The Isle of Youth: Stories by Laura van den Berg is a short fiction collection exploring the diverse lives of women with deep secrets (available November 5, 2013).
There are seven stories comprising Laura van den Berg’s new collection, Isle of Youth, and each is more fearsome than the last. Broken, struggling relationships between husbands and wives, brothers and sisters, and parents and children form the backbone of each of these stories. Van den Berg creates immediacy in these relationships by setting her characters in untenable, violent situations. And every story is told in such beautiful language, you don’t quite realize your heart is breaking until it’s done.
The first story of Isle of Youth is of a young newlywed couple on their way to Patagonia. “I Looked for You, I Called Your Name” opens with a plane crash, and their reactions to this emergency reveal all is not right with the couple. The husband breaks the wife’s nose—by accident. The narrator questions her decision to marry her husband in the first place. She feels empty, desperate to fill herself with anything, to feel anything.
I opened my mouth and started packing it with fistfuls of damp sand. The grains scratched the roof of my mouth and got wedged between my teeth. Grit ran down the back of my throat. My cheeks ballooned; sand stuck to my gums. It became difficult to breathe. I imagined my body filling up like an hourglass; I imagined my husband or the hotel manager or Christina Humbolt finding me on this rock the next morning, weighted down like a carnival dummy. I kept going until I could barely breathe, until I couldn’t close my mouth, until I was leaking sand. And then I coughed it all out, my shoulders heaving as wet clumps fell to the ground.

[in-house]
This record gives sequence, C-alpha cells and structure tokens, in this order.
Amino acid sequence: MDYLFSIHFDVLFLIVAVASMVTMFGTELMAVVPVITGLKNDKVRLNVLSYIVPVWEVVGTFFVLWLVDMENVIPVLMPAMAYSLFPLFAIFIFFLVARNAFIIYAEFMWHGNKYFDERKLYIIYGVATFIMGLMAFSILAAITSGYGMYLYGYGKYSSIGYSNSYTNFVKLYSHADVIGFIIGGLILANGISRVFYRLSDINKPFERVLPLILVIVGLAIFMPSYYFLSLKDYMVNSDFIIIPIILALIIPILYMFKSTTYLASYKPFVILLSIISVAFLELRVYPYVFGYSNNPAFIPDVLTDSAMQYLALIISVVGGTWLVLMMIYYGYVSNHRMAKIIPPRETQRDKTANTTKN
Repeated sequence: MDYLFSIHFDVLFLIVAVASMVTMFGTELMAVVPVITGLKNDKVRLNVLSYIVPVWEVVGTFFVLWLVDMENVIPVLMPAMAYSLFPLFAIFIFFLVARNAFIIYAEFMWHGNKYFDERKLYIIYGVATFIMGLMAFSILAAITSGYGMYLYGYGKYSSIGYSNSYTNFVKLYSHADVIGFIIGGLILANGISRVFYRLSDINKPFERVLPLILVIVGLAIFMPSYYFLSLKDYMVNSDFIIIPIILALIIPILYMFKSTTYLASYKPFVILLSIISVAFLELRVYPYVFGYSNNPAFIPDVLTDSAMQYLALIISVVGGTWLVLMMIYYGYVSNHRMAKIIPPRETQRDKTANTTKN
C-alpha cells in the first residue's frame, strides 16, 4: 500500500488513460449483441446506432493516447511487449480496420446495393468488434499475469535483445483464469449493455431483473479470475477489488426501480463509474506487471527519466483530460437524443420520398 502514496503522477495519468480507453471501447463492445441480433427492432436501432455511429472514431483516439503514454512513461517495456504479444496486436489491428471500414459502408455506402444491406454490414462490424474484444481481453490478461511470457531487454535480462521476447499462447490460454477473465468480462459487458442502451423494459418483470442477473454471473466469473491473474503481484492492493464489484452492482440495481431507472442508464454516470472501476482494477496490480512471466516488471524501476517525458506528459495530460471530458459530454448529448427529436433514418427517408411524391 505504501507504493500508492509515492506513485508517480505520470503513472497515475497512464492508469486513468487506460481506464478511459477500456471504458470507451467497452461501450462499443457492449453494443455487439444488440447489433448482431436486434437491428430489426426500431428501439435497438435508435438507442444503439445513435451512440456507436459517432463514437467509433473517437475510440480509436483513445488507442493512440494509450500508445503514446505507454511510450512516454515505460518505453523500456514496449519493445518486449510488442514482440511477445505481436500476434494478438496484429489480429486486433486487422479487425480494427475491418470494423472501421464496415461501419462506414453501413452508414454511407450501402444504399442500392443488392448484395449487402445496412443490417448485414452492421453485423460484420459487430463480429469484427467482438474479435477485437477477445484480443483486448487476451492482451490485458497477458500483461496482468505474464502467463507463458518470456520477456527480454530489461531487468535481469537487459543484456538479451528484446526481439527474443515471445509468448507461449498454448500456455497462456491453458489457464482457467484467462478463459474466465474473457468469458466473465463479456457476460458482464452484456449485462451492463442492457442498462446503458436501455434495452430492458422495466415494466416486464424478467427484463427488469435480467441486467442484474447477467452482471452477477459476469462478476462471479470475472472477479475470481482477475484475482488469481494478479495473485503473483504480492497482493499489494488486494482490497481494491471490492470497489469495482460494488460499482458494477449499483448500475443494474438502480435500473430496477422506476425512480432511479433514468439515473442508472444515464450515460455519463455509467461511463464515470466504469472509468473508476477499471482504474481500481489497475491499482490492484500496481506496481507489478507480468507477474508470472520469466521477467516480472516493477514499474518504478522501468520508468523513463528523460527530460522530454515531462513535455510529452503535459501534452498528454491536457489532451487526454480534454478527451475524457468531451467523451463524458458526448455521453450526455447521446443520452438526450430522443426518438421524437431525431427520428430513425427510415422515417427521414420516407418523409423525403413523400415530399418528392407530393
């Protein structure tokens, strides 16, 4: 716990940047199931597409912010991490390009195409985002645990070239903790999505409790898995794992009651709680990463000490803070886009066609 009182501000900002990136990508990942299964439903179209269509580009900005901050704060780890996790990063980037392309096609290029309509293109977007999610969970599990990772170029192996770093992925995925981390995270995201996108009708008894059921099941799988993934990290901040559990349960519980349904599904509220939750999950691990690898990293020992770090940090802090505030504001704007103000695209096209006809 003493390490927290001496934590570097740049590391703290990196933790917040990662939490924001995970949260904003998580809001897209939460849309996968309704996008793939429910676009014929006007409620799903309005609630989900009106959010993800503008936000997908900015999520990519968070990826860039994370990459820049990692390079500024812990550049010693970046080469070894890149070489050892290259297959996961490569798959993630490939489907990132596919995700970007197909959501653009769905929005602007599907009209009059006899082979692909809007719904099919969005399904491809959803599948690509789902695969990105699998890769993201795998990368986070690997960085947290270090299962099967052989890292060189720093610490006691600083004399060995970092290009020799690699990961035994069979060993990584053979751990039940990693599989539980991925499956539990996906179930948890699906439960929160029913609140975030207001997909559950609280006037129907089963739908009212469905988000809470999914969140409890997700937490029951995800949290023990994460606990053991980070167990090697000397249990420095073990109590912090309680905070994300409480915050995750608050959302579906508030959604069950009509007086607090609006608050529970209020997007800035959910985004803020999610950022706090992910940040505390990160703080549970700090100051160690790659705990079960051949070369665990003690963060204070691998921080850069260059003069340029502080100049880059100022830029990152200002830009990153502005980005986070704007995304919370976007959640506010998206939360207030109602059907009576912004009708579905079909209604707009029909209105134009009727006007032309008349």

In “Opa-Locka” (which means “the high land north of the little river on which there is a camping place”) the private investigator sisters of Winslow & Co. investigate a potential affair, but are thwarted in their investigation, their personal lives, and surrounded by the threats inherent in a nasty neighborhood.
The third story, “Lessons,” is about another sibling pair, Dana and Pinky, who were raised in isolation on a farm. With their cousins, Cora and Jackie, they break out of their protected existence only to go on a cross-country crime spree.
There are four of them.
Dana, Jackie, Pinky, and Cora are cousins. Pinky is also Dana’s little brother. They call themselves the Gorillas because all gangs need a name – see Hole-in-the-Wall Gang, Stopwatch Gang, Winter Hill Gang – and also because they wear Gorilla masks during their holdups. They are criminals, but they still have rules: no hostages, small scores, never stay in one town for more than a week. It’s late summer and they’re roving through the Midwest, from motel to motel, making just enough to keep going. Dana watches the impossibly flat landscapes of Lafayette and Oneida pass through the car window and wonders how they all ended up here. Why didn’t they go to school and get regular jobs and get married and live in houses? The short answer: they are a group of people committed to making life as hard as possible.